Cheers to quality

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By Maria Lazarte
Tagged as Food
Published on
For some, the choice is simple: light or dark, lager or ale. But for the true beer lover, the stakes are higher, the options wider. It all boils down to the flavours and qualities of the different brands, something that Dr. Isaac Sheps, President of Russia’s largest brewery, knows only too well. “My first love is beer, my second, quality,” he says with a smile. Here is why.

“The fact that beer exists is proof that God loves us!” says Dr. Sheps to a bemused audience of representatives from ISO national member bodies visiting Baltika Breweries during the ISO General Assembly in St. Petersburg. With a market share of more than 38 %, Baltika is the leading beer brand in Russia, and is part of the Carlsberg group, one of the largest brewers in the world.

But why are we here? There is more to standards and beer than needing one to read the other. President Sheps knows it well. A staunch believer in the product he sells, he lives and breathes quality and fully understands the benefits that International Standards bring to this renowned brewery. So much so that, although a busy man at the head of a large company, Dr. Sheps volunteers his time to participate as an expert in ISO/TC 176, the ISO technical committee responsible for ISO 9001 on quality management systems. It’s not surprising that Baltika has received numerous quality awards.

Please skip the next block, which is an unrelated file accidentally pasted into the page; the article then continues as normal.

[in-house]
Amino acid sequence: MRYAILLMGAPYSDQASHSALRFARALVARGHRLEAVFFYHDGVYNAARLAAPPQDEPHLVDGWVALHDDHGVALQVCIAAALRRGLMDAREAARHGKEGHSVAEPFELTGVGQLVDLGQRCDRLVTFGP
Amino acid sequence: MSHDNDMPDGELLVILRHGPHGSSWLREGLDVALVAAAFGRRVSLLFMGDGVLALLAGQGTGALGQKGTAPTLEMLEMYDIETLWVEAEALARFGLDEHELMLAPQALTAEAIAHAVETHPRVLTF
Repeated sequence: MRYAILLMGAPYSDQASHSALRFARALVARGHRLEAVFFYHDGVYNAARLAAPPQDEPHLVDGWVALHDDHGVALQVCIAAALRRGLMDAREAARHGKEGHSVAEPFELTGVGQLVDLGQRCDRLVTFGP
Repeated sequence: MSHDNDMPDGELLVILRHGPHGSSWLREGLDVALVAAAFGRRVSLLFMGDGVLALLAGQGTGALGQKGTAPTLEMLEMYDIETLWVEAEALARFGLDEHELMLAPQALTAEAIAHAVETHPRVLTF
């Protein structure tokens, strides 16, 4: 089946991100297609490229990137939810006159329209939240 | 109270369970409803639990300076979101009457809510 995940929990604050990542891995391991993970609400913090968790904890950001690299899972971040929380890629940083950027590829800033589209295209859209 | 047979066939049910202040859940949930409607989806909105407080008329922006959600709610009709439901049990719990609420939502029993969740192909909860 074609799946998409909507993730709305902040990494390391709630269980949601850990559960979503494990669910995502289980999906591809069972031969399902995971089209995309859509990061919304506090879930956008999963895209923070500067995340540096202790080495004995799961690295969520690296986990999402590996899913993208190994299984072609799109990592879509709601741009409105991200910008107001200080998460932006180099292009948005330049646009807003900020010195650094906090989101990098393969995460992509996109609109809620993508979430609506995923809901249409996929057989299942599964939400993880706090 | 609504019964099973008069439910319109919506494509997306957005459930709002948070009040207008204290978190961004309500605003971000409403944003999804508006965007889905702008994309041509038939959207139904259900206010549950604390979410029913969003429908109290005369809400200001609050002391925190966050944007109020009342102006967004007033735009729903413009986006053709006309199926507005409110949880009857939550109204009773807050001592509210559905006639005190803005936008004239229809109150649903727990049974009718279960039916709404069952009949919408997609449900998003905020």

From Dr. Sheps we learn some interesting facts: Did you know that China is the largest beer market in the world? Or that the pH scale was invented in Carlsberg laboratories? Or that Carlsberg has over 500 different brands? And that Baltika capacities are enough to produce 500 million litres of beer every month? But the highlight is that the use of standards – calculated using a methodology developed by ISO – resulted in savings amounting to 3.4 % of the company’s annual revenue.

He explains that this is due to the fact that standards helped establish efficient high-quality manufacturing and product branding as well as an extensive distribution network. Standards have also been key to helping Baltika Breweries meet the needs and expectations of its customers.

To bring down the message, Dr. Sheps makes a powerful analogy by reminding us of the story of the Tower of Babel. “If we all speak the same language, there are no limits to what we can achieve. Standards are that common language.”

How did standards help?

Photo: Baltika

By applying widely used standards of the European Brewery Convention, Baltika was able to purchase raw materials on the international market for a lower price. This had not been possible before when Baltika relied exclusively on national Russian standards (GOST) for procurement. Moreover, by requesting that their suppliers implement a robust quality management system, Baltika was able to secure supplies of consistently high quality, which made it possible to reduce the frequency of laboratory testing and transfer some of the laboratory staff to other operations.

Baltika’s management system, based on ISO 9001, was instrumental in streamlining processes, integrating acquired companies and optimizing cooperation between factories, resulting in a significant increase in labour productivity. Standards were also used in the refitting of railway wagons needed to deliver products, which is a precondition for operating a nationwide system of sales outlets. Finally, by turning to ISO 10002 for customer complaints handling, Baltika was able to improve its operations by encouraging customers to identify the company’s weaknesses, offer suggestions and express their preferences.

Maria Lazarte
Maria Lazarte

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